Sarah in the Romany, Mary in the Mistral, Loch Shiel

We weren’t planning on huge distances each day and there are no tides to give critical timing windows, so we took a leisurely approach with lots of stops on the way. It didn’t take long before the sounds of the road and the bells in the church fell away behind us, and there was little or no other traffic on the loch, which has no road on one side, and only a forestry track behind a locked gate on the other, very quickly giving a feeling of remoteness. It was still hot and muggy, but a little overcast and misty on the tops. Midges mostly weren’t a problem on the water, but soon found us at each landing, so the kids found an enjoyable occupation in collecting sticks and getting a smoky fire lit very quickly at each pause.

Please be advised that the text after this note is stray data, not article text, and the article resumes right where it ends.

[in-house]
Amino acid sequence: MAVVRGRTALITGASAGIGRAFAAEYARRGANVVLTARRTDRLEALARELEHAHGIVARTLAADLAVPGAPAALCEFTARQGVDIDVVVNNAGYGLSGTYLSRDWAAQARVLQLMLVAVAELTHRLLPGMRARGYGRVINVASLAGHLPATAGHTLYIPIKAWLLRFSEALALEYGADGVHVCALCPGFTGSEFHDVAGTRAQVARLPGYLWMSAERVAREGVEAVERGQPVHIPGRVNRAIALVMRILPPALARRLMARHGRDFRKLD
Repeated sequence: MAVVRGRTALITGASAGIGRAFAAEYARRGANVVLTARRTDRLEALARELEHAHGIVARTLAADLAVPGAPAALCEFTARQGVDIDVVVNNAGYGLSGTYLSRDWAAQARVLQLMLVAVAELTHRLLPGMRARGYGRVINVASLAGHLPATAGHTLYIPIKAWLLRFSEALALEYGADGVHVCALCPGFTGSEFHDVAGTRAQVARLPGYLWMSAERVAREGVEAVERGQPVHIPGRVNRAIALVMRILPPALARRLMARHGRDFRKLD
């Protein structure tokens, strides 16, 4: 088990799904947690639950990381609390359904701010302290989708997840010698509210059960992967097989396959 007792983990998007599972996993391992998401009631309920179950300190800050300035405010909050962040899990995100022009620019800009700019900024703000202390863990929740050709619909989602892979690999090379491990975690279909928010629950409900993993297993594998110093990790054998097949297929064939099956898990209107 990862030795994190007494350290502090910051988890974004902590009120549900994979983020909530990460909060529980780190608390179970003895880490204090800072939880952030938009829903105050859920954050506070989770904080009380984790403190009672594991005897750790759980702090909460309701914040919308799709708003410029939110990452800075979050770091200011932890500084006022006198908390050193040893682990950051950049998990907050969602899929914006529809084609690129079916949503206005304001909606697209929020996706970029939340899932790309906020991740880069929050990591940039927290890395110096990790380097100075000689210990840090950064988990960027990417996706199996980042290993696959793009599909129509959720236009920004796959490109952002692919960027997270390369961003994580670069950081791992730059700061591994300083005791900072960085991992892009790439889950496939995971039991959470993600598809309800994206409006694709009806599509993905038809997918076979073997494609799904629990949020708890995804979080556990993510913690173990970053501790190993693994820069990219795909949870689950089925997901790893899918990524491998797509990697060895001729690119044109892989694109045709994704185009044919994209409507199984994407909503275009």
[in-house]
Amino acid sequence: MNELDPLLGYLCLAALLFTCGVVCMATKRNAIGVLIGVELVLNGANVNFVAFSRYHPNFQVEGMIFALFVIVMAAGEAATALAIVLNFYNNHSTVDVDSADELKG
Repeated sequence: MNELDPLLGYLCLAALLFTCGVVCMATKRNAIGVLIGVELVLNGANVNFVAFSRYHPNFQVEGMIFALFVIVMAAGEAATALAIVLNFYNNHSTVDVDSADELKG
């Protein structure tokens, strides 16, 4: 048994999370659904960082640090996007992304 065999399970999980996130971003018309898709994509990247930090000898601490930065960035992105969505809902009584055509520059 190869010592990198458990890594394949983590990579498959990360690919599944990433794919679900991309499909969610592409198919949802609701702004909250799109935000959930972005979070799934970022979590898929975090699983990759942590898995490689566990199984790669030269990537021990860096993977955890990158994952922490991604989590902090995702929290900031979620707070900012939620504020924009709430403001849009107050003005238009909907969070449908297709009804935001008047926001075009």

First day lunch stop, Loch Shiel

We looked for a camping spot on Eileanan Comhlach, a group of small islands just off Allt a’Ghiubhais, to try to be away from midges, but couldn’t see a good site. We continued on past Camas Grianach until, having travelled about ten miles on the first day, we found a spot on a shingle beach at the foot of Annat Burn. This stuck out from the NW shore of the loch enough to catch a bit of breeze. The fire was soon lit, dinner consumed and marshmallows toasted over the embers. There had been quite a few possible places to camp, rather than a single obvious spot as sometimes happens, so we found no evidence of the place having been used before (and hope we left no sign of our own visit).

Toasting marshmallows in camp, Loch Shiel